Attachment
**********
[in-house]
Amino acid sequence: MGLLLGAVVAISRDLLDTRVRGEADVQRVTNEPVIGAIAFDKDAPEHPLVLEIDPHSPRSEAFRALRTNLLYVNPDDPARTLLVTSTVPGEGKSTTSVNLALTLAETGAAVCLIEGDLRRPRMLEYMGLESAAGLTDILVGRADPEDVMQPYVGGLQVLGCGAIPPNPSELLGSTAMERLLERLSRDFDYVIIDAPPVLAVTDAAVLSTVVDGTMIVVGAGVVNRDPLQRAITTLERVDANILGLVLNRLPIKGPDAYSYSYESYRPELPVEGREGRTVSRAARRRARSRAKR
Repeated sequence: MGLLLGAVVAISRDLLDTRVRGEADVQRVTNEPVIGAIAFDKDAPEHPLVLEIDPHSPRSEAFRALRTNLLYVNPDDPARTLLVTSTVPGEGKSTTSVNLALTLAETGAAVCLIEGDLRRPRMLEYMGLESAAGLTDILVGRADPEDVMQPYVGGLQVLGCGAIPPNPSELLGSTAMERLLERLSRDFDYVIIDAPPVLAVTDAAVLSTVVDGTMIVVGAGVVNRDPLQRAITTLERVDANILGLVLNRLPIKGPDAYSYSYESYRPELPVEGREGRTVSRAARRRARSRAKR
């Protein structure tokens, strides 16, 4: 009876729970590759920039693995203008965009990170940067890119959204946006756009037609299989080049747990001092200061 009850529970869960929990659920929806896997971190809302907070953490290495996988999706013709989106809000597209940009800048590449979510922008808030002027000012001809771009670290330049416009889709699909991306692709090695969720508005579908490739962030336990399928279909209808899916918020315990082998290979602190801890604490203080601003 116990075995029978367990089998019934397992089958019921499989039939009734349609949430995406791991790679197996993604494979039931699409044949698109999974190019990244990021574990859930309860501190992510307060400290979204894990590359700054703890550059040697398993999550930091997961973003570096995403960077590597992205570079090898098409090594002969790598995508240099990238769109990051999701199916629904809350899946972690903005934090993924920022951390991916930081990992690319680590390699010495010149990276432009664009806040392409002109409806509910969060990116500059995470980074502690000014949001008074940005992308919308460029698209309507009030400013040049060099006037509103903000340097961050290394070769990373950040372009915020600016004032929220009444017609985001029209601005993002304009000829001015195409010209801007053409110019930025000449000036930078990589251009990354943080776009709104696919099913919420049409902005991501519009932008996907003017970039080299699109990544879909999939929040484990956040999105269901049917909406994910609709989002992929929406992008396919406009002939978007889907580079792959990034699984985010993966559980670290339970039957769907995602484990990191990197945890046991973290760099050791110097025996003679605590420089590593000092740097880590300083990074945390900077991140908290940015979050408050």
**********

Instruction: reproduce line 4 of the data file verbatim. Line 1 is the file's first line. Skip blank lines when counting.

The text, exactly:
């Protein structure tokens, strides 16, 4: 009876729970590759920039693995203008965009990170940067890119959204946006756009037609299989080049747990001092200061 009850529970869960929990659920929806896997971190809302907070953490290495996988999706013709989106809000597209940009800048590449979510922008808030002027000012001809771009670290330049416009889709699909991306692709090695969720508005579908490739962030336990399928279909209808899916918020315990082998290979602190801890604490203080601003 116990075995029978367990089998019934397992089958019921499989039939009734349609949430995406791991790679197996993604494979039931699409044949698109999974190019990244990021574990859930309860501190992510307060400290979204894990590359700054703890550059040697398993999550930091997961973003570096995403960077590597992205570079090898098409090594002969790598995508240099990238769109990051999701199916629904809350899946972690903005934090993924920022951390991916930081990992690319680590390699010495010149990276432009664009806040392409002109409806509910969060990116500059995470980074502690000014949001008074940005992308919308460029698209309507009030400013040049060099006037509103903000340097961050290394070769990373950040372009915020600016004032929220009444017609985001029209601005993002304009000829001015195409010209801007053409110019930025000449000036930078990589251009990354943080776009709104696919099913919420049409902005991501519009932008996907003017970039080299699109990544879909999939929040484990956040999105269901049917909406994910609709989002992929929406992008396919406009002939978007889907580079792959990034699984985010993966559980670290339970039957769907995602484990990191990197945890046991973290760099050791110097025996003679605590420089590593000092740097880590300083990074945390900077991140908290940015979050408050």